Malaysian Halal export target lowered. That is a no-new now as the global economy has been facing unsurmountable challenges for the past few weeks since the COVID-19 pandemic became widespread in all parts of the world. Traditionally, Malaysia has been one of the most important halal food exporters to some of the major world economies such as Japan and China. However, as the world economy is undergoing a deep recession not seen in decades and major events such as the Tokyo Olympics are canceled, it has become impossible for Malaysia to achieve its halal food export targets for this year.
THE impact of the COVID-19 pandemic has sent global trade into a stumbling block and forced Malaysia to recalibrate its RM50 billion target in halal export, a target set earlier for this year.
Malaysia reached a halal cooperation deal with Tokyo to supply halal meat and meals for the biggest sporting event this year, the Tokyo Olympic 2020. The deal intended to springboard halal exports.
However, the rapid spread of the coronavirus has pressured many countries to close their doors, including Japan which has put the Tokyo Olympics on hold until 2021.
Halal Development Corp Bhd (HDC) CEO Hairol Ariffein Sahari said the government expects moderate growth of 3% to RM42 billion for Malaysia’s halal export this year, a hefty shortfall from the country’s previous target.
He added that postponement in global events such as the Tokyo Olympics and the decline in global demand, particularly palm oil — which comprises 40% of halal export — are impacting the country’s export.
“We are revising Malaysia’s halal export and expect it to increase around 3% this year to RM42 billion as the country’s total export will be disrupted until the second quarter (2Q) and expected to rebound in 3Q.
“The palm oil trading is a huge component in halal export as palm oil is the base ingredient in most food and beverage (F&B) products, which comprise the majority of Malaysia’s halal export,” he told The Malaysian Reserve (TMR).
Previously, Hairol Ariffein told TMR that Malaysia would be at loss this year and see a shortfall of US$150 million (RM651 million) to US$200 million of export revenue following the postponement of the Tokyo Olympics.
Malaysia has been generating its revenue in the halal industry through various sectors including logistics, cosmetics, F&B, and Shariah-compliant financial services.
Last year, Malaysia Airlines Bhd’s air freight arm, MAB Kargo Sdn Bhd, widened its cargo business into halal-certified service to cater to the expanding global halal food market.
Before the outbreak, the spending on halal cosmetics is estimated to reach US$95 billion by 2024, according to DinarStandard’s State of the Global Islamic Economy Report 2019/2020.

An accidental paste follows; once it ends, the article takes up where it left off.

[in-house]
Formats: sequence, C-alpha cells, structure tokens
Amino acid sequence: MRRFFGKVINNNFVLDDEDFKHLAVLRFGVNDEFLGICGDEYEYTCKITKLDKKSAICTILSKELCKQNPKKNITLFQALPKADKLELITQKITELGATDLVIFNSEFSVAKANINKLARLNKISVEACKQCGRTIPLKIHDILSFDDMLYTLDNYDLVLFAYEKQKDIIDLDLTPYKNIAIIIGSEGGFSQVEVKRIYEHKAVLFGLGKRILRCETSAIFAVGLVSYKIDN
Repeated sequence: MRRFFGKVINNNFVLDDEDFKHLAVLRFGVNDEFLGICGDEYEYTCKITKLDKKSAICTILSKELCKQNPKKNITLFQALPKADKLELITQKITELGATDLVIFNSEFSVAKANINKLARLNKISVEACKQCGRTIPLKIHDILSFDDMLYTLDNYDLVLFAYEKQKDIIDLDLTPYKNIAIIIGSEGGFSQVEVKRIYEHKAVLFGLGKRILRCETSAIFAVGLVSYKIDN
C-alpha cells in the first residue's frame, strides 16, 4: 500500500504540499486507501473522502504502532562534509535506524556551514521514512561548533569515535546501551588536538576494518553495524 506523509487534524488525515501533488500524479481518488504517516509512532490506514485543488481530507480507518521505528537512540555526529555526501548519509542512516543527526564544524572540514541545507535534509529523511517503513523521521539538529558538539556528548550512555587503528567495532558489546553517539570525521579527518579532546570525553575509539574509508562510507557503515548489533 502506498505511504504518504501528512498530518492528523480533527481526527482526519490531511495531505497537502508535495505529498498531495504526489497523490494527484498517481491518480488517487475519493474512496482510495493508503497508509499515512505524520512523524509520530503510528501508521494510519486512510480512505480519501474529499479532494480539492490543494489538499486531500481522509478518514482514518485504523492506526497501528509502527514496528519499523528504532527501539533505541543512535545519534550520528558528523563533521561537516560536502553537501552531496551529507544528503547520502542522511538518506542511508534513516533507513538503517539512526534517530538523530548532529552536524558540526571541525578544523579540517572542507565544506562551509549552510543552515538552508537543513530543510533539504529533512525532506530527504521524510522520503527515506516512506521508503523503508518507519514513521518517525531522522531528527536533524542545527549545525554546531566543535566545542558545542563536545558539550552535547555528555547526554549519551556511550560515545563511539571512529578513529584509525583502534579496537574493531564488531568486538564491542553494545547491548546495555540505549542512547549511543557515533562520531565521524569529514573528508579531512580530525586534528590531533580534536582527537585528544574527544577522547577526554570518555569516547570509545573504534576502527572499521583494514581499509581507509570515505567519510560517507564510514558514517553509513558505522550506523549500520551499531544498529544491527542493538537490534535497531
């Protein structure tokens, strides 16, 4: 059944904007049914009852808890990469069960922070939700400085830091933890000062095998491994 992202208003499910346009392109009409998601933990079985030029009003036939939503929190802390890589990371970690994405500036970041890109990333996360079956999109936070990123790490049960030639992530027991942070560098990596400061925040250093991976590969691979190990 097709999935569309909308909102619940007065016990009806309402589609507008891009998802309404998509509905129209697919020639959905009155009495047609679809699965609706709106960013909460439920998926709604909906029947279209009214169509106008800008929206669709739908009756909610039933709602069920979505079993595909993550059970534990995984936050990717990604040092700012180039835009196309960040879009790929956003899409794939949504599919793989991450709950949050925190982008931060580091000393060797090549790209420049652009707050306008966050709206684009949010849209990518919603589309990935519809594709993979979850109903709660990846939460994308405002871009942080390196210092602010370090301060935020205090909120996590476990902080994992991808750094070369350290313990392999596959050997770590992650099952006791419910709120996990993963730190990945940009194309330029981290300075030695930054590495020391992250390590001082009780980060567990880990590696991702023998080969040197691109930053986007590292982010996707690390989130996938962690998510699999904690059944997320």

Initially, Malaysia set a target of reaching RM19 billion of halal export in 2020, according to the country’s Halal Industry Master Plan (HIMP) (2008-2020).
However, the surge in demand for halal products and its growing market size across the globe have reinforced the Malaysian government to raise its export target in 2015 to RM50 billion or about 5% of the country’s total export.
“RM50 billion was an optimistic target back then as the economy was quite good and the ringgit was strong. With that momentum, we should be able to reach RM50 billion this year,” Hairol Ariffin said.
Despite the export slowdown in certain sectors, Malaysia’s halal export rose 4% to RM40.2 billion last year from RM39.8 billion in 2018.
Hairol Ariffein said the halal agency is expected to launch HIMP 2030 by the end of this year to continue leading the halal agenda set in the current master plan which will expire this year.
“The master plan was meant to be launched recently, but due to the circumstances, we had to postpone it to the end of the year.
“It will be the main document reference that facilitates halal development and ecosystem in Malaysia. It provides Malaysia with an affirmed position to continue providing worldwide leadership.
“With the master plan, we hope to make Malaysia one of the competitive countries in halal economy and encourage other countries to develop their own halal ecosystem,” he said.
Hairol Ariffein added that HIMP 2020 contains 43 initiatives, of which each will address specific issues and challenges faced by industry players.
“The master plan was completed at the end of last year and its development involved more than 1,500 experts globally, representing 300 organizations in the halal economy.
“As the custodian of Malaysia’s halal economy, HDC has the responsibility to connect Malaysia’s halal ecosystem to others as, at the moment, only 20% of the global halal demand has been met,” he said.
Originally published on www.themalaysianreserve.com